The Indianapolis Public Library system is under fire after a former employee raised allegations of a work environment laced with racism, discrimination and a lack of transparency in dealing with such issues.
The allegations came during a library board meeting late last month. Now, some employees and a former trustee interviewed by IBJ also are saying library management and board members have not fully and appropriately dealt with such matters in a constructive, public way.
CEO Jackie Nytes acknowledged that library management “has a lot of work to do,” but said the complaints aren’t the “universal view of all 575 employees.”
She noted the library formed an equity council last year that is working to improve the diversity and equity of its staff, offers equity and racial-justice programming for patrons, and has many employees actively engaged in that work.
Former IndyPL employee Bree Jo’ann Flannelly worked at Central Library for five years before leaving in early 2021. On May 24, Flannelly was in front of library trustees at a public meeting in which she ran through anonymized accounts of employee comments, alleged hiring discrimination and called for a top-to-bottom investigation conducted by external experts.
“What I and every Black person needs is respect and work-appropriate support,” Flannelly told trustees. “We just want to do our jobs.”
In her address to the board, a letter to library leadership and an interview, Flannelly said Central Library employees made denigrating remarks about Muslim people’s dental hygiene during the Islamic holy month of Ramadan, commented on how an African Uber driver supposedly smelled, and referred to robots giving greetings as “Japanese children.”
Some employees have gone so far as to deem young patrons as autistic, said Stephen Lane, an Indianapolis special collections librarian at Central Library.
“We’re not qualified to diagnose these kids,” Lane said. “We’re just here to provide a space of support and learning for them.” Similarly, Flannelly recounted how a co-worker, once a friend, joked that another employee might be “on the spectrum” after pointing out his clothing choices.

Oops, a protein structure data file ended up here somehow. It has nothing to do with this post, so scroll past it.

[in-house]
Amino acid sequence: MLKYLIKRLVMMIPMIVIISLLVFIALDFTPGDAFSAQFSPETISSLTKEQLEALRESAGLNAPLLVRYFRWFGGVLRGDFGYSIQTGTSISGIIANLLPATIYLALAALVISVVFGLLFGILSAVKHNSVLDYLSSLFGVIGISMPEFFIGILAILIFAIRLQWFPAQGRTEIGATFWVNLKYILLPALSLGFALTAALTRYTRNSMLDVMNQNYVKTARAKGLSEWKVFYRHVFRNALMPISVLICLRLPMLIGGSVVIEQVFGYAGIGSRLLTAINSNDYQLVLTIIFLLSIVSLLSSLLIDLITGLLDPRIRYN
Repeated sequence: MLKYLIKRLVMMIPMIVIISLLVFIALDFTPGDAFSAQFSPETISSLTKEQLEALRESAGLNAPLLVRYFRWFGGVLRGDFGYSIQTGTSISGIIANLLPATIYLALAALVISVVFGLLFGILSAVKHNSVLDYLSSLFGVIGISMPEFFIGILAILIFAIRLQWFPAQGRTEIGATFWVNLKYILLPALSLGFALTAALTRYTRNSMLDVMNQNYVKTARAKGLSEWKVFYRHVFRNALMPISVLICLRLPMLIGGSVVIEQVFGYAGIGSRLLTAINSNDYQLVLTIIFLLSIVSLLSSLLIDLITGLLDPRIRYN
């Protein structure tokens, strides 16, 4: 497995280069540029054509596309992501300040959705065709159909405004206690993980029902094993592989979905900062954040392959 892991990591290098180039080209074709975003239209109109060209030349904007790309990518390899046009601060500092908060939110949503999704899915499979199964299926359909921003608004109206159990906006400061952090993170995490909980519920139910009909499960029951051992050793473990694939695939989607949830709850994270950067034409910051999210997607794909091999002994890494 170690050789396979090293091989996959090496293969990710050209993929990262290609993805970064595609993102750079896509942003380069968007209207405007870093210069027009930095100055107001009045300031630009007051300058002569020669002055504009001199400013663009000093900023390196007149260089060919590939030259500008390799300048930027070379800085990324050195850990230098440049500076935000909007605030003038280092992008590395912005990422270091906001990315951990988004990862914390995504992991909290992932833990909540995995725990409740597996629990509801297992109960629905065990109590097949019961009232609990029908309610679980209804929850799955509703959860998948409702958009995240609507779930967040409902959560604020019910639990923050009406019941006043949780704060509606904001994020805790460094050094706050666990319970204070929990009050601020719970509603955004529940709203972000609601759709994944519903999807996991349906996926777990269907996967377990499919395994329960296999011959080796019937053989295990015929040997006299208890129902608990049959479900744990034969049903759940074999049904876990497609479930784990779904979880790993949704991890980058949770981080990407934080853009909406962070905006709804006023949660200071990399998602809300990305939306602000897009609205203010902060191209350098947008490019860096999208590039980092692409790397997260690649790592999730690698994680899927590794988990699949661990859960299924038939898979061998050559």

Some staff members alleged that ableist microaggressions, bullying and racism were met with inaction from managers.
Flannelly said her co-worker’s ableist and critical comments escalated. At a meeting in which Flannelly gave an opposing opinion on a project to add academic standards to some library activities, the co-worker cut the discussion off, Flannelly said.
When Flannelly went to her manager, she said, “She was trying to silence me and act like this was an interpersonal problem, instead of addressing the fact that this girl does not do this to other people.”
“My boss told me that [the co-worker] was struggling with insecurities and that we had to be considerate of that, instead of the fact that she was being negative towards me and I had done nothing negative towards her,” Flannelly added. “[The manager] acted like it was acceptable for her to be abusive towards me.”
IndyPL leadership conducted an investigation into Flannelly’s claims. The library’s human resources director and chief public services officer interviewed staff “of different racial backgrounds and genders,” according to the library.
In 2020, white people were 76% of professional staff, which includes Learning Curve activity guides like Flannelly, according to an IndyPL diversity report. About 15% were Black.
Nytes, the CEO, said the library encourages staff to go to managers with complaints and escalate up the chain of command if needed. Employees can also go to the library’s union, which has specific procedures for harassment, she said. The union represents 260 to 280 full-time, salaried employees out of the library’s total of nearly 600 staff members, according to AFSCME Local 3395 President Michael Torres.
“A lot of these staff members are younger, and perhaps they want to continue their career at the library,” Torres said. “They’re so afraid of retaliation that they come to the union first, a lot of times. They know as a body, and as an organization, as a representative, that we may have an easier path to addressal as opposed to a staff member going by themselves.”
Employees can also give feedback at performance reviews or in exit interviews, Nytes said. Library diversity data on staff departures doesn’t record when an exit is related to workplace culture.
When asked how employees can speak up without fear of reprisal, Nytes said the library had recognized a need for “some kind of totally anonymous process for people.” IndyPL is looking at several software packages to provide that option, and at hiring a third party to formally mediate “personnel complaints,” she said.
Both ideas came up through work with the library’s since-departed diversity officer, according to Nytes.
Diversity, Equity and Inclusion Officer Jessica Moore put her notice in on May 5, according to IndyPL spokesman Joe Backe, and her last day was June 1. Nytes said Moore’s departure was unrelated to Flannelly’s case, and that IndyPL was working to fill the position. Moore was involved in the investigation, according to the library.